Sigh. We have repeatedly discussed the sloppy language used by media to discuss crucial moral issues--which is important because of the power of lexicon to materially impact our views. Now, the BBC is the latest media outlet to misuse the term "brain death," to apply to a South Korean patient in a PVS whose life support removal has been authorized by the country's supreme court. From the story:
South Korea's Supreme Court has upheld a landmark ruling giving a brain-dead woman the right to die. The court agreed to a request from the family of the 76-year-old woman, who has been comatose for a year, to remove her from life support. It is the first case of its kind in South Korea and follows a series of legal challenges...
South Korea's top court said that the sustained treatment of terminally ill patients such as in this case potentially violated a patient's dignity. "Whether to continue artificial life support and feeding for comatose patients is a matter that should be considered carefully," said the Supreme Court ruling. "If it is obvious that the patient in question will soon die judging from her conditions, we can conclude that she has already entered a phase of death. In this case, continued hospital treatment only serves to hurt her human dignity."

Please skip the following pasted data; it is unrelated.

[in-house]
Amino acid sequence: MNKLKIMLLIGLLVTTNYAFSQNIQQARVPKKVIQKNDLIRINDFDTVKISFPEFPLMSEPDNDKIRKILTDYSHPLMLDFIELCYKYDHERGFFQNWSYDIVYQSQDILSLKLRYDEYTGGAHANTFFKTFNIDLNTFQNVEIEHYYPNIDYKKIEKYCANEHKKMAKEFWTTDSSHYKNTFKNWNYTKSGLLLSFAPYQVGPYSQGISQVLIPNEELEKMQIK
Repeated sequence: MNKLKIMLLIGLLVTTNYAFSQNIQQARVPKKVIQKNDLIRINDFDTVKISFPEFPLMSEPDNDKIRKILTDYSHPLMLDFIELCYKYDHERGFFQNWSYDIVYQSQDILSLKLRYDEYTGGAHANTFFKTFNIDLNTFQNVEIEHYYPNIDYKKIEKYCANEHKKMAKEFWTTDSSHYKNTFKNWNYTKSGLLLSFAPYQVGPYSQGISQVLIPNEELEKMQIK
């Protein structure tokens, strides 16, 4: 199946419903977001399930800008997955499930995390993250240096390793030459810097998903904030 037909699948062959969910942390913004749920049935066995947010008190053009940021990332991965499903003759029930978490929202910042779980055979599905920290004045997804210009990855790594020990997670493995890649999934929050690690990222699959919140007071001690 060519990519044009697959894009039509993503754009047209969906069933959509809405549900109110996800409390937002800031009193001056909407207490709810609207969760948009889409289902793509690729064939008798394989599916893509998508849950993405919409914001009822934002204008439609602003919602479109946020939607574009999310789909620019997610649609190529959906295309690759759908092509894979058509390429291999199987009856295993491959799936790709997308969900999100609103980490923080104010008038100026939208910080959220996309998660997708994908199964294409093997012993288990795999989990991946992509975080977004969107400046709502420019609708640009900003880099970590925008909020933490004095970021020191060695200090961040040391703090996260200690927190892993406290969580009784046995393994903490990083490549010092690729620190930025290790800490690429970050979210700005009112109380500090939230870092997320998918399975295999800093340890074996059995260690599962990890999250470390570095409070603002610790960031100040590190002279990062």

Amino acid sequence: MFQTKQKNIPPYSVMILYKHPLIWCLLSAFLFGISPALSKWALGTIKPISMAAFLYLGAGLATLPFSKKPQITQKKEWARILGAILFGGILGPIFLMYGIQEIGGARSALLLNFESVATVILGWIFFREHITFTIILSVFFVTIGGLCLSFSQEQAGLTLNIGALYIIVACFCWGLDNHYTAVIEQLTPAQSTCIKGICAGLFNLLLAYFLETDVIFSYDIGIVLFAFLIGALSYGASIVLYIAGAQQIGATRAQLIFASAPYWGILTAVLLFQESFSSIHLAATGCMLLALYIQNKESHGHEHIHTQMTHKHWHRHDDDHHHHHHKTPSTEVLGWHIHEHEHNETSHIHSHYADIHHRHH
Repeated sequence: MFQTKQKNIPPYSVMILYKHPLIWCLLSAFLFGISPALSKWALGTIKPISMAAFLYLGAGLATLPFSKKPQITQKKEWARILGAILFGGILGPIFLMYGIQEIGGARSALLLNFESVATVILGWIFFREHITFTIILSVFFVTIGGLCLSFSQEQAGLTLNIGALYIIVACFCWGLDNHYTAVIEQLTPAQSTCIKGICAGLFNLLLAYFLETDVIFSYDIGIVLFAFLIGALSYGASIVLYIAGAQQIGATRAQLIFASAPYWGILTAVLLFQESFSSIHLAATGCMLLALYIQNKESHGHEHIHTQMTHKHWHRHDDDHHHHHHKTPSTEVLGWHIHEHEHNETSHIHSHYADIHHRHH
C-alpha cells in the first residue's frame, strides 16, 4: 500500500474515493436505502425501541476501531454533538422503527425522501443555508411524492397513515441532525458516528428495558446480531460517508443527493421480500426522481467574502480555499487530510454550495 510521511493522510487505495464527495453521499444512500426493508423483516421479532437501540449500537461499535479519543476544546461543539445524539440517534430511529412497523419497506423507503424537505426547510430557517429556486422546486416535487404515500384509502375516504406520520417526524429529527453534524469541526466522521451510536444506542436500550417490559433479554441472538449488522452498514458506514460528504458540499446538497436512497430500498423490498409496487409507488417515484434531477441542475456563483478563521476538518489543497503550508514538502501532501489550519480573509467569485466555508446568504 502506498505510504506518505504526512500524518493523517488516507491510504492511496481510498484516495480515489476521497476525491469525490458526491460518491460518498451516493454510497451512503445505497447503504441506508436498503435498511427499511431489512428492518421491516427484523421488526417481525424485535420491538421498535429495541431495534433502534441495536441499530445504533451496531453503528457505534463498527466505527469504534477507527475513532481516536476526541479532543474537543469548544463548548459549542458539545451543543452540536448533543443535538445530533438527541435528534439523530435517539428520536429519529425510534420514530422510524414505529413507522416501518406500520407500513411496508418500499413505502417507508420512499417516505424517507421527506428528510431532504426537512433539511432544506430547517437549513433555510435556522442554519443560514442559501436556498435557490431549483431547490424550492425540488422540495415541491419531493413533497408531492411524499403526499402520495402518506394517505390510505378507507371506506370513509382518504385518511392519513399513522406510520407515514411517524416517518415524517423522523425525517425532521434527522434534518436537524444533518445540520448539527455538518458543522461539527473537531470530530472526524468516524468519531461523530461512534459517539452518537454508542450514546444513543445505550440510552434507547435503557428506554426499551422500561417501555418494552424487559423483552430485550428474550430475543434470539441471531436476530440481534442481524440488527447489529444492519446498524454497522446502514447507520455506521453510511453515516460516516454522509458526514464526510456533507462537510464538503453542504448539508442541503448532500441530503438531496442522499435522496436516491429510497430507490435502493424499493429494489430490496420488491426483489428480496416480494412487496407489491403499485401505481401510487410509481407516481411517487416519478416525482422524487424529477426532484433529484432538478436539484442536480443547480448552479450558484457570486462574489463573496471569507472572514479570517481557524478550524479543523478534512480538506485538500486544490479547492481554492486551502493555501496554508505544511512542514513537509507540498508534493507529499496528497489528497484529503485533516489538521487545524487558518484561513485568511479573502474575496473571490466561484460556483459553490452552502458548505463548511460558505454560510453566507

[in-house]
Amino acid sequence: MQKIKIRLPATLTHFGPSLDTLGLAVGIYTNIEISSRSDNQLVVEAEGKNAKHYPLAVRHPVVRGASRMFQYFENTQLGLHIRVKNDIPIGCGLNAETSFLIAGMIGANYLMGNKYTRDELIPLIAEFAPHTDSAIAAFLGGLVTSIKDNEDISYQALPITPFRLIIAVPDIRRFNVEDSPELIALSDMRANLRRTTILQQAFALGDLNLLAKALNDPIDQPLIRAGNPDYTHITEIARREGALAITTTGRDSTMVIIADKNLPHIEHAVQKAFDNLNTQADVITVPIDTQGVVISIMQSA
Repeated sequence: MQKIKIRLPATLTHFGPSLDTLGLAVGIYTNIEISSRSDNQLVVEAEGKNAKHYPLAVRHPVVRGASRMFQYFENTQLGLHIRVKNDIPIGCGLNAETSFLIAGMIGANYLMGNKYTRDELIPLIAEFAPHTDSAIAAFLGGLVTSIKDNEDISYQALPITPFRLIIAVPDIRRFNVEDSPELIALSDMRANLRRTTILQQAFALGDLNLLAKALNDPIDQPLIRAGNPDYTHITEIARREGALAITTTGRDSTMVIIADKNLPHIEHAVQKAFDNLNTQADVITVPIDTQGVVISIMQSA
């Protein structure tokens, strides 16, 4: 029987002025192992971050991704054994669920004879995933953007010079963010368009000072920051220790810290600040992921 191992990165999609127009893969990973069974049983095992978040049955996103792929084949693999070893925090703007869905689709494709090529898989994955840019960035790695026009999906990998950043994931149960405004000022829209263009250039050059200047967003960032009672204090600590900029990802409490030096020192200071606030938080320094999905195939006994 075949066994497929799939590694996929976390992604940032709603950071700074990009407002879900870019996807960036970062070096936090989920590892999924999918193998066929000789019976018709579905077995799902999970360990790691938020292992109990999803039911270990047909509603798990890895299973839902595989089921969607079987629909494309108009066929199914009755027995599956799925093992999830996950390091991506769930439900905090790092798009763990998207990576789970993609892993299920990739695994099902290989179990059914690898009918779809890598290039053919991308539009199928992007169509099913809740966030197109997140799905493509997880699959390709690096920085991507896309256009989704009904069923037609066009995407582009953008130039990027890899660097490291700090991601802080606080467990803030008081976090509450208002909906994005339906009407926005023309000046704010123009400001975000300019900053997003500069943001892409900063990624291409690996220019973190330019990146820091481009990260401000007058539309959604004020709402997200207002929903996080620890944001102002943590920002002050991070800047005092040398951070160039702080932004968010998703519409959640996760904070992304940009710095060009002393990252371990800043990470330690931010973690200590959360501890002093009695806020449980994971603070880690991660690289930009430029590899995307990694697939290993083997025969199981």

The title of the piece is, "South Korea Court Grants 'Right to Die." Huh? If someone is already dead--which is what brain dead is--how can she be described as "terminally ill" and granted "a right to die?" (This case is really about the right to remove unwanted life-sustaining treatment.) Also the children say this will relieve their mother's pain (from the AP story linked below). But if she's in pain, she isn't dead. (And if she's truly unconscious, she's not in pain.)
The use of brain dead to identify living cognitively devastated patients is not only unconscionably sloppy, but is just another way of dehumanizing those who are already way too dehumanized.